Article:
Sluggish Gov't response fuels spread of foot-and-mouth disease in Japan
The Food and Agriculture Organization of the United Nations,
which is still awaiting an official request from the Japanese government for advice and support despite readying their experts to be deployed to Japan to assist,
have slammed the Japanese government's inability to respond swiftly enough to effectively identify and take the necessary measures to counter the rampant disease.（一部抜粋）
Gov't to compensate farmers for losses due to foot-and-mouth disease
TOKYO (Kyodo) -- The farm ministry on Friday unveiled the government's additional measures over the foot-and-mouth disease outbreak in Miyazaki Prefecture to compensate farmers for slaughtered cows and pigs at market values, rather than uniform rates as initially planned.
The government will also shoulder the cost of feed for the domesticated animals until their slaughter.
In Saito, Miyazaki, a cow suspected to be infected with the disease was found at a farm, the municipal office said. If the infection is confirmed in tests, it means the disease has spread to two cities and four towns in the prefecture.
The Ministry of Agriculture, Forestry and Fisheries also decided to pay farmers 59,000 yen for each slaughtered cow as financial support for them until resumption of their operations and to pay farmers for rents of land lots used to bury the slaughtered livestock.
Farmers will also receive the state subsidy to lease cows and pigs when they restart their work.
While farm minister Hirotaka Akamatsu told a press conference Friday morning that he would like to begin vaccination on the same day, senior vice farm minister Masahiko Yamada said in Miyazaki that it would be difficult to start it Friday as no agreement has been reached with the local authorities.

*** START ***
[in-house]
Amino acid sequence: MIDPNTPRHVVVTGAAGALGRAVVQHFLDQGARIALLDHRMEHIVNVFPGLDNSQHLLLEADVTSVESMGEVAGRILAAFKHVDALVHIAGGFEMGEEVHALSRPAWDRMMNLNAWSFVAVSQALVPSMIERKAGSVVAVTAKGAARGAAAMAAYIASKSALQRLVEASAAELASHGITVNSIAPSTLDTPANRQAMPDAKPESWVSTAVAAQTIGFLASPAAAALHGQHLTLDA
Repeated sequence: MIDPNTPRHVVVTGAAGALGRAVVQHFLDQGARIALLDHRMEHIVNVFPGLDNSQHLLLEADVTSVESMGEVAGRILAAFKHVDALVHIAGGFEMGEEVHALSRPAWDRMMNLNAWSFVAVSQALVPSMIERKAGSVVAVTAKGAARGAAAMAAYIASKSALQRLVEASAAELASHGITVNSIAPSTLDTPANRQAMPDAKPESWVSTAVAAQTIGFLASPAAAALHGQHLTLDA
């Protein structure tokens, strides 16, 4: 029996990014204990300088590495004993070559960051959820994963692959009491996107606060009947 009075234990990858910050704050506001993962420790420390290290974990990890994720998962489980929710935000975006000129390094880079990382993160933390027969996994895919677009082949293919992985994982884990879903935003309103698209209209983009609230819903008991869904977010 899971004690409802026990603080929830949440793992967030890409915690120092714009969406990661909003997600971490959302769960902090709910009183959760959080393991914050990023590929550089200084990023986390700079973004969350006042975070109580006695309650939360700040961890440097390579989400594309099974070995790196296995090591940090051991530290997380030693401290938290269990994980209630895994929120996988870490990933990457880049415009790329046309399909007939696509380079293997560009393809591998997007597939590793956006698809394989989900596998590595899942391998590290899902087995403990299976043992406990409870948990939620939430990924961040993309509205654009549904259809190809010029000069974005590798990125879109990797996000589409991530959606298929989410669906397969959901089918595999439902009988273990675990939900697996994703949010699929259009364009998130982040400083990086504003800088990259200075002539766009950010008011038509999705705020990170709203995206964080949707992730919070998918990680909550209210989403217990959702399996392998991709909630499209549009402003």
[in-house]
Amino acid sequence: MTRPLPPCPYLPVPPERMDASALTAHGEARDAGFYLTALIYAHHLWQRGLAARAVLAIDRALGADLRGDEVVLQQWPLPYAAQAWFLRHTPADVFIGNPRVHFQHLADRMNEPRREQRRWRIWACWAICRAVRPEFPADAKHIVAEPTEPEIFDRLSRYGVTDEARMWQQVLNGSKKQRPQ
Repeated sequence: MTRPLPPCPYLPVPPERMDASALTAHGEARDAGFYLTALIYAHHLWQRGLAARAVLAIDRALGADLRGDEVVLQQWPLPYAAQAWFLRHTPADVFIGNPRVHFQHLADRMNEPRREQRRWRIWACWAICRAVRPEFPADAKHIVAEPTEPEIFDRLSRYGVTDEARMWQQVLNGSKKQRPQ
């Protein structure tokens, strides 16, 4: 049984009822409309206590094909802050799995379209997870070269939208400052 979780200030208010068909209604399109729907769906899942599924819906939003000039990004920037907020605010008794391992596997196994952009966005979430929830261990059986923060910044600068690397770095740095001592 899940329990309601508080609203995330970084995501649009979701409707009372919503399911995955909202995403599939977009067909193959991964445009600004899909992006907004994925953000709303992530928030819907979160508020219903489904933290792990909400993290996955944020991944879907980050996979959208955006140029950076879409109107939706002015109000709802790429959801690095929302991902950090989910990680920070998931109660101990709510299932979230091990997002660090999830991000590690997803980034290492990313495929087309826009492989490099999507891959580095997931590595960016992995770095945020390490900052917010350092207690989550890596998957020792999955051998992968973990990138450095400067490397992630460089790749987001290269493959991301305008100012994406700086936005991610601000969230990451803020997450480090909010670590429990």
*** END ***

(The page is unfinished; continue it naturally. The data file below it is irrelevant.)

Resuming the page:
Meanwhile, the Japanese government has declined a proposal by the U.N. Food and Agriculture Organization to send an expert team to contain the escalating infection in Miyazaki.
Japan told the Rome-based FAO through the Japanese Embassy there that Japan would like to continue taking proper advice from FAO.
(Mainichi Japan) May 21, 2010
Sluggish Gov't response fuels spread of foot-and-mouth disease in Japan
English.news.cn 2010-05-24 15:54:23 FeedbackPrintRSS
TOKYO, May 24 (Xinhua) -- Japan's cattle industry is currently on tenterhooks as its globally renowned breeding region in Miyazaki Prefecture, on the eastern coast of the island of Kyushu in southern Japan, is essentially on lock-down following a ferociously infectious outbreak of foot-and-mouth disease (FMD), the likes of which have not been seen in developed nations since the 2001 epidemic in the UK.
The Food and Agriculture Organization of the United Nations, which is still awaiting an official request from the Japanese government for advice and support despite readying their experts to be deployed to Japan to assist, have slammed the Japanese government's inability to respond swiftly enough to effectively identify and take the necessary measures to counter the rampant disease.